substance dependence


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Related to substance dependence: substance dependence disorder

dependence

 [de-pen´dens]
a need for something; sometimes used as a synonym for drug dependence.
chemical dependence (drug dependence) see drug dependence.
emotional dependence psychological dependence.
physical dependence (physiological dependence) drug dependence in which the drug is used to prevent withdrawal symptoms or in which it is associated with tolerance, or both.
psychoactive substance dependence drug dependence.
psychological dependence drug dependence in which the drug is used to obtain relief from tension or emotional discomfort; called also emotional dependence.
substance dependence drug dependence.

sub·stance de·pen·dence

a pattern of behavioral, physiologic, and cognitive symptoms that develop due to substance use or abuse; usually indicated by tolerance to the effects of the substance and withdrawal symptoms that develop when use of the substance is terminated.

substance dependence

a maladaptive pattern of substance abuse leading to clinically significant impairment or distress as manifested by three or more episodes within a 12-month period of tolerance, withdrawal, or use of larger amounts or, over a longer period, a persistent desire or unsuccessful effort to control substance abuse or investment of a great deal of time in activities necessary to obtain the substance.

substance dependence

Psychiatry A maladaptive pattern of substance abuse, leading to clinically significant impairment or distress; DSD is formally defined by the DSM-IV as the presence of 3 or more clinical criteria. See Substance abuse.
Substance dependence–3+ of following
1.  Tolerance, either
 a. A need for ↑ amounts, or
 b. ↓ Effect with continued use of same amount of substance
2  Withdrawal symptoms
3.  The substance is taken in larger amounts than intended
4.  A persistent but unsuccessful desire to ↓ substance intake
5.  Much time is spent in activities needed to obtaining the substance or recovering from its effects
6.  Important occupational, social, or recreational activities are sacrificed because of substance use
7.  Continued substance use despite user's knowledge of its adverse physical and/or psychological effects
Modified from *Diagnostic & Statistical Manual of Mental Disorders, 4th ed, Wash, DC, Am Psychiatric Assn, 1994

sub·stance de·pen·dence

(sŭb'stăns dĕ-pen'dĕns)
A pattern of behavioral, physiologic, and cognitive symptoms due to substance use or abuse; usually indicated by tolerance to the effects of the substance and withdrawal symptoms when use of the substance is terminated.

sub·stance de·pen·dence

(sŭb'stăns dĕ-pen'dĕns)
Pattern of behavioral, physiologic, and cognitive symptoms that develop due to substance use or abuse.
References in periodicals archive ?
The results are reversed regarding treatment or referral of the client for a problem other than substance dependence.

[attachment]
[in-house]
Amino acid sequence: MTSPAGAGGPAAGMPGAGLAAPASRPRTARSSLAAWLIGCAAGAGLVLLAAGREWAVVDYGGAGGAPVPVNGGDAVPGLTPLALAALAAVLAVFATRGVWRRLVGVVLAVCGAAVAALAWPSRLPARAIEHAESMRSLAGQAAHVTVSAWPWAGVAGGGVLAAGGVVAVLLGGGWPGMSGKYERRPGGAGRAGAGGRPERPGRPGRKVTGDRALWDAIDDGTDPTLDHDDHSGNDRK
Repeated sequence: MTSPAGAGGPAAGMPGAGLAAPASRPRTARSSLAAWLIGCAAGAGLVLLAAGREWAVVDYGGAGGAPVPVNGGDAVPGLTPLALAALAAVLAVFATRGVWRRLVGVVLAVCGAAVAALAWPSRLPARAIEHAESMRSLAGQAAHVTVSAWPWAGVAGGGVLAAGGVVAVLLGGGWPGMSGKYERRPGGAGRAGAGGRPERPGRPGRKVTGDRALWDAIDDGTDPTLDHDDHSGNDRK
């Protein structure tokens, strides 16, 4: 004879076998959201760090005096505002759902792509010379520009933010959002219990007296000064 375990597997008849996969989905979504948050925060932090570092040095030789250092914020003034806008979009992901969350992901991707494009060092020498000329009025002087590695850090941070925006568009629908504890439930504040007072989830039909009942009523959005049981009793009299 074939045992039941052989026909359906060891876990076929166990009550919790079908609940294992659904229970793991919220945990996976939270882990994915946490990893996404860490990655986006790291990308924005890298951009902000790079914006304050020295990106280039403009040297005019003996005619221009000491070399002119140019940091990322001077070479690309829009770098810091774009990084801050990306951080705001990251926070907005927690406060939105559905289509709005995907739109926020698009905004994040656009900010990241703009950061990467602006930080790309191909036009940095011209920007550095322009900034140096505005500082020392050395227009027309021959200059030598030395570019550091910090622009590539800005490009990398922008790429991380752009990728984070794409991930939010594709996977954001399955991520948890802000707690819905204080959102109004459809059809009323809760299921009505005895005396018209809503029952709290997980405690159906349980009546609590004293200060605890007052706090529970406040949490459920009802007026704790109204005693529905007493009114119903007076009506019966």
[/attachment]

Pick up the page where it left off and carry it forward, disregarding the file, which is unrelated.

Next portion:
We are pleased the paper has been published, and it demonstrates that Hythiam continues to pioneer and seek innovative solutions for substance dependence," said Dr.
The nine risk factors are low family socioeconomic status, a family history of substance dependence, childhood depression, childhood conduct disorder, early exposure to substances, adolescent frequent alcohol use, adolescent frequent cannabis use, male gender, and adolescent frequent tobacco use.
5) Another author conducted a prospective study of 151 patients with schizophrenia and substance dependence and found that 79% of patients who were prescribed clozapine achieved complete sobriety after 3 years, versus only 33% of patients taking other typical antipsychotic drugs.
The dependent variable, moderate-to-high versus low substance dependence probability, was measured with the 67-item Substance Abuse Subtle Screening Inventory-3 (SASSI-3) (Lazowski, Miller, Boye, & Miller, 1998).
Finally, the SASSI-3 manual reports high overall accuracy, sensitivity, and specificity rates when comparing the SASSI-3's classification results to a substance dependence diagnosis using the Diagnostic and Statistical Manual of Mental Disorders (4th ed.
The most comprehensive data available for substance dependence in the Free State are for alcohol dependence.
The company's OnTrak programme is designed to address substance dependence as a chronic disease.
Among their topics are the use of ayahuasca among rubber tappers of the Alto Jurua, Santo Daime in the context of the new religious consciousness, healing in the Barquinha religion, an approach to the religious experience of participants of the Uniao de Vegetal, and the treatment and handling of substance dependence with ayahuasca.
15 patients (19%)--at the time they entered treatment for substance dependence.
We have found a genome-wide significant association of a composite substance dependence with a mutation in the PKNOX2 gene in white women," the Scotsman quoted epidemiologist Dr Xiang Chen, of Yale University, as saying.
Not only do I believe that I have never encountered an HFA who did not meet criteria for either abuse or dependence, but it seems to me that many HFAs meet diagnostic criteria for substance dependence but do not meet the three criteria the author cited from the Big Book.

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